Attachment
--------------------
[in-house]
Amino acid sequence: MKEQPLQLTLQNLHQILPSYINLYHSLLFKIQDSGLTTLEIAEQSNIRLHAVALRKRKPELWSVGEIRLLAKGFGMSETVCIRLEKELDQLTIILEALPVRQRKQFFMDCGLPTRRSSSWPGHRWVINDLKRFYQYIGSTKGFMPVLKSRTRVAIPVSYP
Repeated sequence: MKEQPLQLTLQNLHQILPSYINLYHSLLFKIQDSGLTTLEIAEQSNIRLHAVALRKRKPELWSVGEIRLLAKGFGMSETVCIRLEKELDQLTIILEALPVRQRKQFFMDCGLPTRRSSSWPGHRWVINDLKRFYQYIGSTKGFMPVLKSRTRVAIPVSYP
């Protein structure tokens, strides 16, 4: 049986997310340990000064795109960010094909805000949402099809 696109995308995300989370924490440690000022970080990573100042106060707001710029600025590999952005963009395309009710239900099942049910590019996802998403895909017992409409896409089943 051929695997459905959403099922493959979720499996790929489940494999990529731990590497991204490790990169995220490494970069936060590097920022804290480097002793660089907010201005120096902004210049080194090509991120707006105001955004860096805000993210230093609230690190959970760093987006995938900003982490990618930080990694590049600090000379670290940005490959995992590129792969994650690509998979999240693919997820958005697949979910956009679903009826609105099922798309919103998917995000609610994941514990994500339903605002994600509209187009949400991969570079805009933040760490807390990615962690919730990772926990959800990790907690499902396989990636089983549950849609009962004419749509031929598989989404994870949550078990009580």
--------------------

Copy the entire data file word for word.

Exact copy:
[in-house]
Amino acid sequence: MKEQPLQLTLQNLHQILPSYINLYHSLLFKIQDSGLTTLEIAEQSNIRLHAVALRKRKPELWSVGEIRLLAKGFGMSETVCIRLEKELDQLTIILEALPVRQRKQFFMDCGLPTRRSSSWPGHRWVINDLKRFYQYIGSTKGFMPVLKSRTRVAIPVSYP
Repeated sequence: MKEQPLQLTLQNLHQILPSYINLYHSLLFKIQDSGLTTLEIAEQSNIRLHAVALRKRKPELWSVGEIRLLAKGFGMSETVCIRLEKELDQLTIILEALPVRQRKQFFMDCGLPTRRSSSWPGHRWVINDLKRFYQYIGSTKGFMPVLKSRTRVAIPVSYP
């Protein structure tokens, strides 16, 4: 049986997310340990000064795109960010094909805000949402099809 696109995308995300989370924490440690000022970080990573100042106060707001710029600025590999952005963009395309009710239900099942049910590019996802998403895909017992409409896409089943 051929695997459905959403099922493959979720499996790929489940494999990529731990590497991204490790990169995220490494970069936060590097920022804290480097002793660089907010201005120096902004210049080194090509991120707006105001955004860096805000993210230093609230690190959970760093987006995938900003982490990618930080990694590049600090000379670290940005490959995992590129792969994650690509998979999240693919997820958005697949979910956009679903009826609105099922798309919103998917995000609610994941514990994500339903605002994600509209187009949400991969570079805009933040760490807390990615962690919730990772926990959800990790907690499902396989990636089983549950849609009962004419749509031929598989989404994870949550078990009580």